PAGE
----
I am not prepared to write off former Sen. Chuck Hagel (R-Neb.) as Secretary of Defense for comments he made years ago about former Ambassador James Hormel or issues related to the LGBT community. I am willing to accept his apology, which Ambassador Hormel has now accepted, even if reluctantly, because Hagel will work for President Obama, and I don't believe the president would nominate anyone to this sensitive position who will not be supportive of our community.
I believe that the president understands that were Hagel to fail to promote the continued integration of gays and lesbians into the military, or if he were to do anything to thwart it, there would be huge demonstrations, and not at the Pentagon but in front of the White House. It would be the president that the LGBT community would (and should) hold accountable.
I recently had to stymie a chuckle when reading the full-page ads that the Log Cabin Republicans placed in a number of newspapers, including The New York Times and the Washington Post, opposing Hagel's nomination. An organization that in 2012 endorsed the Romney/Ryan ticket for president and is now claiming to be so upset about things that Hagel said years ago is demonstrating blatant hypocrisy. I have to wonder who paid for those ads and whether the donor was really trying to stop Hagel's nomination for other reasons and only using Log Cabin as a vehicle to do so. It is interesting to see some in the LGBT community aligned with neocons and other Republican conservatives on this issue.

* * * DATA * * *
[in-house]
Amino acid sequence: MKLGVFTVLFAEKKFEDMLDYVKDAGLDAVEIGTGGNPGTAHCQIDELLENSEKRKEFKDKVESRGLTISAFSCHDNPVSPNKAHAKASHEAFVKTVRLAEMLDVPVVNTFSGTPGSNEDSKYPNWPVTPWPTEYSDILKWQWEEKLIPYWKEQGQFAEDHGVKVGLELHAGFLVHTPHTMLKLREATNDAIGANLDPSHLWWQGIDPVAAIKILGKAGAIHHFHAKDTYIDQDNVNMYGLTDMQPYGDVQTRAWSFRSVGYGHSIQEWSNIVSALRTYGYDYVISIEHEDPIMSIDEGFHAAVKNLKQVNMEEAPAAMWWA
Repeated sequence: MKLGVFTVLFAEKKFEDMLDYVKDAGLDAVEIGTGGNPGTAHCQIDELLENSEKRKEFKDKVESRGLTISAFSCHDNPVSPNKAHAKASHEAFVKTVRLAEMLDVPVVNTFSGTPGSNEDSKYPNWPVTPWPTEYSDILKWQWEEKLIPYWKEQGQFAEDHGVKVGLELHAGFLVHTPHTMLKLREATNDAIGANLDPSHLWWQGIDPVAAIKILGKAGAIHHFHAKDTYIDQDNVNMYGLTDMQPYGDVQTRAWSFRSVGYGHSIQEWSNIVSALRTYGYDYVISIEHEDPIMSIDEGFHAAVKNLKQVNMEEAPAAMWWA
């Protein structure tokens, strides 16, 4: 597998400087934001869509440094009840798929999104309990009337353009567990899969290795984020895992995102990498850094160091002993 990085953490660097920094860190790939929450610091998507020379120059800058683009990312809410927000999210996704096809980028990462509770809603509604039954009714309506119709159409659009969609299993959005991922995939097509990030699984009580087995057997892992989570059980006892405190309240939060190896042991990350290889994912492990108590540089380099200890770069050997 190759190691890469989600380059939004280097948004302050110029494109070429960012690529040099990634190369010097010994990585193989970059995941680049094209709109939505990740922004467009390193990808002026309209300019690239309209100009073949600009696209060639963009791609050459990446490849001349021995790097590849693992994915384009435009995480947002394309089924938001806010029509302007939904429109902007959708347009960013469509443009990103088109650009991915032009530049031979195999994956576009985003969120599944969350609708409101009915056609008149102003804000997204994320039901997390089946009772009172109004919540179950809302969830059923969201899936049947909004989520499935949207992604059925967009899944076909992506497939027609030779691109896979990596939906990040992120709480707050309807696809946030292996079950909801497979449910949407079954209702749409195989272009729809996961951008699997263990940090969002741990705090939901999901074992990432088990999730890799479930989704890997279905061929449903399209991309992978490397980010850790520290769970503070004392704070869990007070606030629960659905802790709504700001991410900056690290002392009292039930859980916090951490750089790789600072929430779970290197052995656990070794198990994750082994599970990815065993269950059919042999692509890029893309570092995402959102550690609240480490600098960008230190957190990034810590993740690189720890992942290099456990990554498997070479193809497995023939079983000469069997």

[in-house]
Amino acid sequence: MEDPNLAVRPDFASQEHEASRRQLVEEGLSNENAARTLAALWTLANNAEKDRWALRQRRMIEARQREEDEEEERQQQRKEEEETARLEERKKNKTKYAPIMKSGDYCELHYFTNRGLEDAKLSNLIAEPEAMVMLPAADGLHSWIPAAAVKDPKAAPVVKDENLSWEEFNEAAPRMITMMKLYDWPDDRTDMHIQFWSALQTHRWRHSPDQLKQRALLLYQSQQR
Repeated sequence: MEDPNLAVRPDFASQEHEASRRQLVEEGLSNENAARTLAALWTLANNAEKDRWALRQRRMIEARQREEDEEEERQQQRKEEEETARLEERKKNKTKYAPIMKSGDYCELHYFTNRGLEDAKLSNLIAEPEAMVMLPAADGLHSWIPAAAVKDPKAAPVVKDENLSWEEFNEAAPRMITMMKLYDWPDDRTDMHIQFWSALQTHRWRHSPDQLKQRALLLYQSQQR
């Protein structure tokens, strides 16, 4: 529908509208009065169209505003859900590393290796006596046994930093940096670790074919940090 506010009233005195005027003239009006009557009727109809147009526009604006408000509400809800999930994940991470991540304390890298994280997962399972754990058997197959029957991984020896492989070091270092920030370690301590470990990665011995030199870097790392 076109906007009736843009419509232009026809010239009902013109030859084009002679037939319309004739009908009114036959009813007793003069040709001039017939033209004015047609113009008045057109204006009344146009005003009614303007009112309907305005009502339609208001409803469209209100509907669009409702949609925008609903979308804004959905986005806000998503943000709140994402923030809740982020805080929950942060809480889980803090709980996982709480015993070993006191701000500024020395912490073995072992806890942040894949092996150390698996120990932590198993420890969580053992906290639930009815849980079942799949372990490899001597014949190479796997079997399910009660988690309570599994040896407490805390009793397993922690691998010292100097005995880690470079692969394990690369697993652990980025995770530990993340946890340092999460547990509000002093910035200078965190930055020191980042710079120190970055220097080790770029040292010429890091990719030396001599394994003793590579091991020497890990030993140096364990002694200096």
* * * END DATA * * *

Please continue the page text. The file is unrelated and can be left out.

I had a real belly laugh when reading right-wing columnist Jennifer Rubin in the Washington Post say, "If Republicans had nervy firebrands like the late Senator Ted Kennedy, someone would rise up and declare, 'Chuck Hagel's America is a land in which gays would be forced back in the closet.'" These, of course, would be the same Republicans who in 2012 adopted and supported a party platform that basically would have accomplished just that.
Hagel is part of a dying breed of moderate Republicans. In 2002 he accused the Bush administration of a "cavalier approach" to the rest of the world. A recent National Journal article on Hagel stated that he voted for the Iraq war resolution but insisted, "Actions in Iraq must come in context of an American-led, multilateral approach to disarmament not as a first case for a new American doctrine involving the preemptive use of force." Hagel has said that he is for talking to and trying to negotiate with Iran rather than having either the U.S. or Israel use military force to deal with them before all other options are exhausted. He voted for more than $40 billion in aid to Israel during his time in Congress but isn't willing to give Israel a blank check or approve new settlements and aggression when they aren't necessary.
He clearly shares many of the foreign policy positions of the Obama administration. He shares the president's view that we must realign our military and prepare for the kind of warfare we could face in the future, which is anathema to many of the neocons who have led us into war in the past.
One very interesting fact about Chuck Hagel is that he would be the first Secretary of Defense who actually volunteered for military service, having willfully enlisted to fight in Vietnam, something that should stand him in good stead with our all-volunteer military. I know that there will be a fight over this nomination, and it is a fight that the president has chosen to face. I support his right to choose the person he wants to lead the Pentagon, and unless something new and disturbing is unearthed during the confirmation hearings, I agree with organizations like J Street and a large bipartisan group of individuals, including former Sens. David L. Boren (D-Okla.), Gary Hart (D-Colo.) and Kassebaum-Baker (R-Kan.), and others such as Zbigniew Brzezinski, Thomas Carlucci, Brent Scowcroft and Paul Volcker, who agree that Hagel should be confirmed.
An earlier version of this piece appeared in the Washington Blade.
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